Research finds that UK consumers dislike hormones in beef and chlorine washed chicken

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The research also reveals that UK consumers highly value food production that adheres to food safety standards set by the EU as well as UK produced food

New economic research from the University of Kent, University of Reading and IHS Markit, reveals the extent to which UK consumers dislike food produced using production methods such as hormones in beef and chlorine washed chicken.

The research also reveals that UK consumers highly value food production that adheres to food safety standards set by the EU as well as UK produced food. These findings are particularly relevant for post-Brexit trade deals and the ongoing debates about UK food standards.

The researchers conducted choice experiments for four food products examining UK consumer attitudes for food produced using several agricultural production methods currently prohibited in the UK, including chlorine washed chicken and beef from cattle grown using hormone implants.

These methods of food production are common in the USA but are prohibited under EU food safety regulations.

Results confirm that UK consumers dislike food produced using these production methods. In contrast, participants positively valued EU food safety standards as well as the UK as a country of origin for beef, chicken pork and corn production.

These findings are timely given the status of the UK’s post-Brexit agricultural trade negotiations and the ongoing debate in Parliament about legislative basis of future food standards.

Professor Iain Fraser, Principle Investigator and Professor of Agri-Environmental Economics at the University of Kent said: ‘Our findings are a strong indicator of the expectations placed on food production by UK consumers. Methods of food production that fall short in terms of animal welfare draw a negative response from UK consumers, whilst in contrast the presence of EU food safety standards on packaging results in a positive response from consumers. Data from the same project also suggests that consumers tend to strongly value EU food standards regardless of their attitudes towards Brexit.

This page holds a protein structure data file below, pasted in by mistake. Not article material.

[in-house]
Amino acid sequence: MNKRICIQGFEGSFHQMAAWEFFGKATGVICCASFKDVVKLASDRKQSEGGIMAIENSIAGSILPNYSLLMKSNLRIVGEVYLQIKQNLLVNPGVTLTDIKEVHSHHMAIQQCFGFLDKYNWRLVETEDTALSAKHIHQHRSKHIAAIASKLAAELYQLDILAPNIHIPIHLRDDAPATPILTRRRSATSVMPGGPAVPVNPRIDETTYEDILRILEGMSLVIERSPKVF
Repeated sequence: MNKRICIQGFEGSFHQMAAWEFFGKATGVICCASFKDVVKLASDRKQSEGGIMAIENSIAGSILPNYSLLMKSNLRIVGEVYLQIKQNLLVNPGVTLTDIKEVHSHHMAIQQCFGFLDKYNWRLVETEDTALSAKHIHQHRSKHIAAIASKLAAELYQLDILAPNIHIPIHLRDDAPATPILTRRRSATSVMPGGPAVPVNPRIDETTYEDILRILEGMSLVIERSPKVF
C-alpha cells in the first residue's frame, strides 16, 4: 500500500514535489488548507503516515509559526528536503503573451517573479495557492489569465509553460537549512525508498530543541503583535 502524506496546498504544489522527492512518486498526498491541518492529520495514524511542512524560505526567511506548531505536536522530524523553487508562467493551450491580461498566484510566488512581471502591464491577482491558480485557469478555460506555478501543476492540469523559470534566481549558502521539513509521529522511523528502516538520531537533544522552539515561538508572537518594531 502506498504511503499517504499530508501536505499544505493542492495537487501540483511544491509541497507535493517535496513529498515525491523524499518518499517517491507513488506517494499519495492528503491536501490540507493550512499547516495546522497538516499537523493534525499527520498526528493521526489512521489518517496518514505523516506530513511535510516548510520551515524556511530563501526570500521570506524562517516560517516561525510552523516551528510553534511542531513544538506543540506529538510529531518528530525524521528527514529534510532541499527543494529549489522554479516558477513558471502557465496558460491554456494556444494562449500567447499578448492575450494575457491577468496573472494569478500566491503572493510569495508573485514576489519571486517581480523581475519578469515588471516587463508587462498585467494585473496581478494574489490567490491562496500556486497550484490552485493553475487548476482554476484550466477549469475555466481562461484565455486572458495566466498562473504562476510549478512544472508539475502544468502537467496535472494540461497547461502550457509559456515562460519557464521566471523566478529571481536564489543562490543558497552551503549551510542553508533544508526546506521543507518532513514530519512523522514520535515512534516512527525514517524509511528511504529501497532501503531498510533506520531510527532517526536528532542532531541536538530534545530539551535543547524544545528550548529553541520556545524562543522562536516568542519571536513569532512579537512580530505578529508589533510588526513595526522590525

‘As the UK continues to consider post-Brexit agricultural trade arrangements, as well as how to capture industry and public views within the Agricultural Bill currently going through Parliament, these findings support the need to maintain high UK food standards.’

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The study ‘Do Consumers Really Care? An Economic Analysis of Consumer Attitudes Towards Food Produced Using Prohibited Production Methods’ was published in Journal of Agricultural Economics: https://onlinelibrary.wiley.com/doi/10.1111/1477-9552.12410

(Professor Kelvin Balcombe, University of Reading; Professor Iain Fraser, University of Kent; Dylan Bradley, IHS Markit).

DOI: 10.1111/1477-9552.12410

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Notes to Editors

The University of Kent is a leading UK university producing world-class research, rated internationally excellent and leading the way in many fields of study. Our 20,000 students are based at campuses and centres in Canterbury, Medway, Brussels and Paris.

With 97% of our research judged to be of international quality in the most recent Research Assessment Framework (REF2014), our students study with some of the most influential thinkers in the world. Universities UK recently named research from the University as one of the UK’s 100 Best Breakthroughs of the last century for its significant impact on people’s everyday lives.

We are renowned for our inspirational teaching. Awarded a gold rating, the highest, in the UK Government’s Teaching Excellence Framework (TEF), we were presented with the Outstanding Support for Students award at the 2018 Times Higher Education (THE) Awards for the second year running.

Our graduates are equipped for a successful future allowing them to compete effectively in the global job market. More than 95% of graduates find a job or study opportunity within six months.

The University is a truly international community with over 40% of our academics coming from outside the UK and our students representing over 150 nationalities.

We are a major economic force in south east England, supporting innovation and enterprise. We are worth £0.9 billion to the economy of the south east and support more than 9,400 jobs in the region.

In March 2018, the Government and Health Education England (HEE) announced that the joint bid by the University of Kent and Canterbury Christ Church University for funded places to establish a medical school has been successful. The first intake of undergraduates to the Kent and Medway Medical School will be in September 2020.

We are proud to be part of Canterbury, Medway and the county of Kent and, through collaboration with partners, work to ensure our global ambitions have a positive impact on the region’s academic, cultural, social and economic landscape.

Media Contact
Sam Wood
[email protected]
http://dx.doi.org/10.1111/1477-9552.12410

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